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After thoughts on scrum alliance #SGSIN


This year, with everything that was happening, major transformation at client’s, changing jobs and the french election (yes, I was worried for a while), I didn’t propose any topic. Not that I would be selected to speak but a proposal to speak at the conference is always a self-reflecting exercise to crystallise my thinking and a report card of sort of my learning since the last topic. It was also more appropriate to say, I couldn’t put into words what were brewing thoughts in my mind.

On a bus with a fellow coach from Japan to go shopping (of all things), we started talking. If you have conducted training to people who speak a different language than yours or tried to learn a different language, you would find out very quickly 2 things, 1) how to say what you want to say in shorted possible sentence and as clearly as possible 2) you have no understanding or baggage on the language (hence, sarcasm is lost on me, wouldn’t understand the double meaning).
While cutting through all my jibberish in the mind, trying to explain my frustration in coaching this year, I found myself getting from 1 aha moment to another. And that was how I came up with 3 topics I’m excited to share and wanted to propose at the open space. I managed 2 at the open space for which I will share in separate articles.

  • Scrum masters and product owners – How to grow your own using HR competences program?
  • Agile coaches – how do we find continuous integration with others to grow in our craft?

The 3rd one was about the top 8 things to focus on in the first 10 weeks of agile journey. While on the very long bus ride from west coast to orchard, I rattled on about 5 and couldn’t quite work out which other 3 would be more important. I wanted to ask the audience to help me during open space but decided there were far more interesting topics to attend than to occupy a slot. So I conceded.

Coming back to my aha moments and learning a different language. Learning all these languages wasn’t just for fun (it’s actually not that fun to be in a class, loss for words, especially for me) but it was for me to relate to people in different cultures better and become more efficient in communicating. I learnt about their food, language and culture so I can see their perspective. Agility was about doing things the way it should be, really. Getting to the market faster, learning to do things better and of higher value to the people who uses them. Isn’t that what we wanted when we first started?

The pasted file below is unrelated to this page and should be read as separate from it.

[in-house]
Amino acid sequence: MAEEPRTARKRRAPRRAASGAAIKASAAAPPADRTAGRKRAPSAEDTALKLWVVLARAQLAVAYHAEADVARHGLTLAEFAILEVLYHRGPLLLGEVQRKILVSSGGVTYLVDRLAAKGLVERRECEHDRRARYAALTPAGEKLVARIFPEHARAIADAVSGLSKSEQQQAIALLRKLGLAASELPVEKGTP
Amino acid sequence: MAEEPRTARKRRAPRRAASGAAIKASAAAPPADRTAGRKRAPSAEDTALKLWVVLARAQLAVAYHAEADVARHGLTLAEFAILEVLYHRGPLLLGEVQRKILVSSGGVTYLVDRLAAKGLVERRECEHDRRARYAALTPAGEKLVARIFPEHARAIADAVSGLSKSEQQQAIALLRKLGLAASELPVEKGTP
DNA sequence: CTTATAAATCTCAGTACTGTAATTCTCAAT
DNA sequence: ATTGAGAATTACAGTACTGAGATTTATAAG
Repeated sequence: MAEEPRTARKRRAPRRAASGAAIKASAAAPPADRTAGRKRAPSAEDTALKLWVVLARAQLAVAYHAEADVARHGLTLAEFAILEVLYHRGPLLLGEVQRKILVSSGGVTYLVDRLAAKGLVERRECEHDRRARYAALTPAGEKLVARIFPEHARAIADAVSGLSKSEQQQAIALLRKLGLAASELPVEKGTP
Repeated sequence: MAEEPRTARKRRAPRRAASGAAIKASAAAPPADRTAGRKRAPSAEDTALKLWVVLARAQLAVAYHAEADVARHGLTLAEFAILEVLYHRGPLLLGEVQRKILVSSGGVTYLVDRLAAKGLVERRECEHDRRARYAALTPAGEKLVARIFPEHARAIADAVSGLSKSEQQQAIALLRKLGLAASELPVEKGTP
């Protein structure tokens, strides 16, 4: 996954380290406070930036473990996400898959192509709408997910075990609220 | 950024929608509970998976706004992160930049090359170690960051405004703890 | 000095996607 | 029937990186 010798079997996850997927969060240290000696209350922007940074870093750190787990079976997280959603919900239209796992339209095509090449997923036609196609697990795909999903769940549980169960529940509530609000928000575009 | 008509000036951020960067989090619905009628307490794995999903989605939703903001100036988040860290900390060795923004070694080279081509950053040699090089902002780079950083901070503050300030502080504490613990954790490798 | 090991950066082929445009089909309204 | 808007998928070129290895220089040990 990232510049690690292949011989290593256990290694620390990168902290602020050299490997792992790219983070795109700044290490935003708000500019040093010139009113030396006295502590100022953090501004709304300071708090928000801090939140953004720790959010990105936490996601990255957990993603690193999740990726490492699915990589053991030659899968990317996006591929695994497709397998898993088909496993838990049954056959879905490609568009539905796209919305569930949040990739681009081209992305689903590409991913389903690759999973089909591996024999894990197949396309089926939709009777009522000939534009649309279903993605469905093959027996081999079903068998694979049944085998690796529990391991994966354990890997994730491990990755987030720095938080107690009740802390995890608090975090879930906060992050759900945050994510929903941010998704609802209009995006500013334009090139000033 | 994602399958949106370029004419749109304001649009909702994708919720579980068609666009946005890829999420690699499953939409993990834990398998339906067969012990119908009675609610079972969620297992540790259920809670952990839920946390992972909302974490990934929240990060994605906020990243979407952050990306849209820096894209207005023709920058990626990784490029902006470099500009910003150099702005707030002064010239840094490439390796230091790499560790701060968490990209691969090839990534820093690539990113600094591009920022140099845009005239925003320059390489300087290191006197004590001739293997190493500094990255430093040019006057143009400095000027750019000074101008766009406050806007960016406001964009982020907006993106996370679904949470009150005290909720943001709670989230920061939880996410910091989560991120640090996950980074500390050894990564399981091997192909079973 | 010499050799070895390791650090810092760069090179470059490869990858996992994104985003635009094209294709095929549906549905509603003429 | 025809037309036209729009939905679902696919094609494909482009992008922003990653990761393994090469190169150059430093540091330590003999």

Secondly, because I came from a long history of change and talent management & aquisition and not from technology, I didn’t learn agility with the “baggage” of someone who had worked with it and then taught it for years. I had to learn “why” and logic in structure unlike a kid who has learnt to speak a language from birth. And that’s how I learnt agility. I didn’t have to unlearn things, I learnt it in 2010s when the world has started digitisation.

That was how I came to talk about my frustrations and how I came to those topics. Being at war with what it was and reinventing what is becoming and always, coming back to good practices and habits that just work (at it’s purest form). I sincerely believe we just can’t be not agile but we have to keep reinventing our practices to achieve the why.
I love scrum, in it’s simple list of events and artefacts is an opportunity to invent practices to meet the objective. It never ends because the “why” is true. Agilists have to keep reinventing and improve. It is our cause and or being. 

I like the story Peter Berhens told at the closing, in an environment to be the best, you have to fight to have a place in agility. It’s not a given or a mandate. And I think that fight is to be constantly better in our delivery, constantly clearer in our objectives, constantly sharper in our understanding.
When I returned to my team this week, a scrum master came up to ask my opinion on something. I asked him, what he thought. He said it smelled a little bad and I said, well, if it looks bad, it smells bad, it probably is bad. Abandon and rethink.
We have to hone our gut feel, sharpen our senses, learning about the newest and clarifying it for use. When you look at it, we’ve been living in distortion from what it should be. Yet in a conference like this, how do we absorb so many things to find crystallisation of thought. That’s why I think, I’ll be reflecting for a while, distilling and adapting till it is not gooey in my mind. I shall be seeking clarification for a while.
Quoting Pete: You’re (I’m) not done!

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